Turkey-Syria earthquake search operations underway, toll exceeds 21K
The first United Nations aid deliveries arrived on Thursday in areas controlled by militants in Syria.
Rescuers were scouring debris on Friday nearly 100 hours after the 7.8-magnitude massive earthquake hit Turkey and Syria, killing more than 21,000 people in one of the region's worst disasters for a century.
The first United Nations aid deliveries arrived on Thursday in areas controlled by militants in Syria, but chances of finding survivors have dimmed since the passing of the three-day mark that experts consider a critical period to save lives.
Top aid officials were planning to visit affected areas with World Health Organization Head Tedros Adhanom Ghebreyesus and UN humanitarian Chief Martin Griffiths both announcing trips.
The president of the International Committee of the Red Cross, Mirjana Spoljaric, said she had arrived in Aleppo.
"Communities struggling after years of fierce fighting are now crippled by the earthquake," Spoljaric tweeted on Wednesday.
"As this tragic event unfolds, people's desperate plight must be addressed," she stressed.
On his part, UN Secretary-General Antonio Guterres urged the Security Council to authorize the opening of new cross-border humanitarian aid points between Turkey and Syria.
"This is the moment of unity, it's not a moment to politicise or to divide but it is obvious that we need massive support," Guterres said.
Similarly, Geir Pedersen, the UN Special Envoy for Syria stressed on Thursday the need to avoid "politicization" of aid to earthquake victims in Syria and urged Washington and Brussels to ensure there were "no impediments".
Read more: Top EU officials demand lifting of sanctions on Syria 'immediately'
Exclusive: Syrian government sending aid to armed-groups-held areas
In the same context, Syrian informed sources told Al Mayadeen on Thursday that a convoy carrying Syrian aid is preparing to enter Idlib through the Saraqib border crossing and is currently waiting for UN representatives to hand over the relief aid to Idlib.
The sources said that if international organizations are late, Syria will not hesitate to deliver this aid by itself to help the disaster-stricken people.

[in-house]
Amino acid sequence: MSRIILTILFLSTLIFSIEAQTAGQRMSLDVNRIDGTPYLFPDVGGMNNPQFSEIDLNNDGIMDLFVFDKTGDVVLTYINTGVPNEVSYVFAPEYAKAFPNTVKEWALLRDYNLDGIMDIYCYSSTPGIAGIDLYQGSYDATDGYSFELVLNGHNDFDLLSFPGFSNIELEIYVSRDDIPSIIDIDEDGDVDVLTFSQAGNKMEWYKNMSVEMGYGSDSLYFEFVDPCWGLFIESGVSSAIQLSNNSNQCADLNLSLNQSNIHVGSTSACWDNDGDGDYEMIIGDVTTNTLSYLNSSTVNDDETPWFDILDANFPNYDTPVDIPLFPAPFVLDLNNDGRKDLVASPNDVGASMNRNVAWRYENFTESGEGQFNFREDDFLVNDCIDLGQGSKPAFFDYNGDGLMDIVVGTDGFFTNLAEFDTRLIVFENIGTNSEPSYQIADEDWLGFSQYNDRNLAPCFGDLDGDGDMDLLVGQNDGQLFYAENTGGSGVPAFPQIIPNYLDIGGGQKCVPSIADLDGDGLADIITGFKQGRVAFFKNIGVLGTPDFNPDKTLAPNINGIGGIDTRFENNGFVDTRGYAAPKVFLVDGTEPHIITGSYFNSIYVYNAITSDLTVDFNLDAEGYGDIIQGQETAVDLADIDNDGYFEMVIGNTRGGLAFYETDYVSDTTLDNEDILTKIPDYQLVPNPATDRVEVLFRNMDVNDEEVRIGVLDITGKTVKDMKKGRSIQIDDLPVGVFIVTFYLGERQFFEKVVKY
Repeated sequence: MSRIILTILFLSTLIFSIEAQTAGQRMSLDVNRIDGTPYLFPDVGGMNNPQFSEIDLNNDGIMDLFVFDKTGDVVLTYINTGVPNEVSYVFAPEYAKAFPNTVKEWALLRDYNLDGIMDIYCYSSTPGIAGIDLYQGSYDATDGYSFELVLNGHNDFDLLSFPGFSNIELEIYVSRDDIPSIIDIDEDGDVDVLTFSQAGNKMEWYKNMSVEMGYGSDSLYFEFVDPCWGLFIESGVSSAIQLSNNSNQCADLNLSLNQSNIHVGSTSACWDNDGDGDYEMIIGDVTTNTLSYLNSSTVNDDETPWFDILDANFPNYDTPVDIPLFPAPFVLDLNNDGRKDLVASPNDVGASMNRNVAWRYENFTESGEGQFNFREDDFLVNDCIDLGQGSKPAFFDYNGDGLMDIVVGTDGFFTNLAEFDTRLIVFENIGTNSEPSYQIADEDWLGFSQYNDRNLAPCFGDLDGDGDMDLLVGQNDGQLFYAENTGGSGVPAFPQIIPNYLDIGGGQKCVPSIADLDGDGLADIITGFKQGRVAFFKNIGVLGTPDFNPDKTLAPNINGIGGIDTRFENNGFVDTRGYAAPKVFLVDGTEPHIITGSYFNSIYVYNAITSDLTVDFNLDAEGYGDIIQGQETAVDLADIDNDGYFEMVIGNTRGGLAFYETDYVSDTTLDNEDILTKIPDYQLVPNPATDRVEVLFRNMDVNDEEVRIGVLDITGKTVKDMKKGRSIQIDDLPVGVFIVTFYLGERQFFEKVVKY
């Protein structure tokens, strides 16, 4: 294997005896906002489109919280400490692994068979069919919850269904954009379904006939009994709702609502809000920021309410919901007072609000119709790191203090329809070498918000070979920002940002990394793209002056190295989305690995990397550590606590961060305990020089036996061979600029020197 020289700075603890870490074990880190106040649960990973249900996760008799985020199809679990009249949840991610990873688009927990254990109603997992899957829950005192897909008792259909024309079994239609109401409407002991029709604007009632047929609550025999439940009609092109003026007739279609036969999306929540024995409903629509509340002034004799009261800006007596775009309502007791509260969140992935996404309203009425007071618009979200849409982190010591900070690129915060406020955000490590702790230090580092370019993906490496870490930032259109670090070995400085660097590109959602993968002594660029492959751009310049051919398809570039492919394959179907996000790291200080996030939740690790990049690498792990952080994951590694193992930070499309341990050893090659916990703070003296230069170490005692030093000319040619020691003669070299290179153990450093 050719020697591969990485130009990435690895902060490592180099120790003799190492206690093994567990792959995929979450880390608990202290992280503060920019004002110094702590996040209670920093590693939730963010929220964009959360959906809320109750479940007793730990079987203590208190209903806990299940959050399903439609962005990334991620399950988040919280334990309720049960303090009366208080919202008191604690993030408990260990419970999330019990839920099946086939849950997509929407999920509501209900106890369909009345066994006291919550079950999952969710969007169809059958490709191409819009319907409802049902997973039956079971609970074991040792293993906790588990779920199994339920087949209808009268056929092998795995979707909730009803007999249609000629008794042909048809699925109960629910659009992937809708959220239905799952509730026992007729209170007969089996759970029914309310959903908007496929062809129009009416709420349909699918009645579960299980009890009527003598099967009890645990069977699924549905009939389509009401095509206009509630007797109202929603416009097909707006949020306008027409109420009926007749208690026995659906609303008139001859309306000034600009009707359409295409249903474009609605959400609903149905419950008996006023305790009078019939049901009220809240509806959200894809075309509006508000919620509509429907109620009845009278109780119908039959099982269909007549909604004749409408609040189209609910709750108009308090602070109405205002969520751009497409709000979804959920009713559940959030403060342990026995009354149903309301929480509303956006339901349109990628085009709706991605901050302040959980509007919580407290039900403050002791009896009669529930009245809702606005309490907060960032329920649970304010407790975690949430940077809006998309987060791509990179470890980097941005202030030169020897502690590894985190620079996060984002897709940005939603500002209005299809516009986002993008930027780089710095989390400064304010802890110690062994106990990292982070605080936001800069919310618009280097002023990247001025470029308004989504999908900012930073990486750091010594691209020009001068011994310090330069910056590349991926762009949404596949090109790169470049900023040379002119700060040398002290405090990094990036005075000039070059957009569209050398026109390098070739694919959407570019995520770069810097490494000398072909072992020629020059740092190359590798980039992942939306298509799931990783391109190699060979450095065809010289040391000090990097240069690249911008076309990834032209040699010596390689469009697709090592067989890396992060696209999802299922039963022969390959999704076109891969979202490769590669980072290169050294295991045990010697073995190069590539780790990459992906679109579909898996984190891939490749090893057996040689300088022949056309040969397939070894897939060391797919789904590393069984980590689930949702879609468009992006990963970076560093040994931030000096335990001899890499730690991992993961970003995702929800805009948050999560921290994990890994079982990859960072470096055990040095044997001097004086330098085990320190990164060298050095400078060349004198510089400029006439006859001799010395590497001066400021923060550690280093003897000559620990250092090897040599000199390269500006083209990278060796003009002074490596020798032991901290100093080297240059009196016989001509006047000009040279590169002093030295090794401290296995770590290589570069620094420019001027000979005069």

"The negotiations were fruitful, and aid is on the way," they added.
According to Al Mayadeen sources, the UAE had been negotiating for the past three days with militants in Idlib to open the crossings to allow the entry of aid.
"The militats were finally convinced with an aid convoy making it into Idlib through the Syrian Red Crescent and international organizations in Syria," the sources added.
"The militants want to garner international support for themselves alone under the pretext that the Syrian government would not allow aid to make it into their areas," the sources indicated.
Al Mayadeen correspondent also reported that "there is an aid convoy preparing to enter Idlib."
"The aid convoy will make it through the UN path through the Saraqib crossing," and "the efforts of the militants to get aid into Idlib through the Turkish borders have all been met with failure."
In the Turkish city of Gaziantep, located near the epicenter of the quake, temperatures plunged to minus three degrees Celsius (26 degrees Fahrenheit) early on Friday.
Despite the cold, thousands of families had to spend the night in cars and makeshift tents -- too scared or banned from returning to their homes.
Gyms, mosques, schools, and some stores have opened at night. But beds are scarce and thousands spend the nights in cars with engines running to provide heat.
Monday's quake was the largest Turkey has seen since 1939 when 33,000 people died in the eastern Erzincan province.
In addition to 3,377 deaths in Syria, Turkey's Disaster and Emergency Management Authority (AFAD) said the death toll from the earthquake in Turkey has reached 18,342, while 74,242 have been injured, bringing the confirmed total to more than 21,000 deaths.
Experts fear the number will continue to rise sharply. Despite the difficulties, thousands of local and foreign searchers have not given up the hunt for more survivors.
On a visit to the area, Turkish President Recep Tayyip Erdogan admitted there had been "shortcomings" in the government's handling of the disaster.
Read more: Post-earthquake reconstruction in Syria, Turkey may take 10 years
The World Bank said it would give $1.78 billion in aid to Turkey to help with relief and recovery efforts. Immediate assistance of $780 million will be offered from two existing projects in Turkey, said the bank, while an added $1 billion in operations is being prepared to support affected people.
In Syria, the General Director of the Syrian Civil Aviation Authority (SCAA), Basem Mansour, revealed that the countries that have started sending aid planes so far are: UAE, Russia, Iran, India, Pakistan, Armenia, Algeria, Iraq, Oman, Egypt, Venezuela, Jordan, Libya, and Tunisia.
More than 30 flights have arrived in Syria over the past three days, Mansour highlighted.
In addition to a staggering human toll, the quake's economic cost appears likely to exceed $2 billion and could reach $4 billion or more, Fitch Ratings said.
Amid complete silence from the #West, some countries actually stepped up and answered Syria's humanitarian cry for help.— Al Mayadeen English (@MayadeenEnglish) February 8, 2023
Here are the countries that aided #Syria in a time of disaster.#SyriaEarthquake #StopSanctionsOnSyria pic.twitter.com/jkcDMbslg0
Earlier, the US Treasury Department announced a temporary lifting of some Syria-related sanctions following calls from the Syrian state and the international community in the aftermath of the 7.8-magnitude that struck Syria and Turkey.
Read more: Following calls, US temporarily lifts some Syria-related sanctions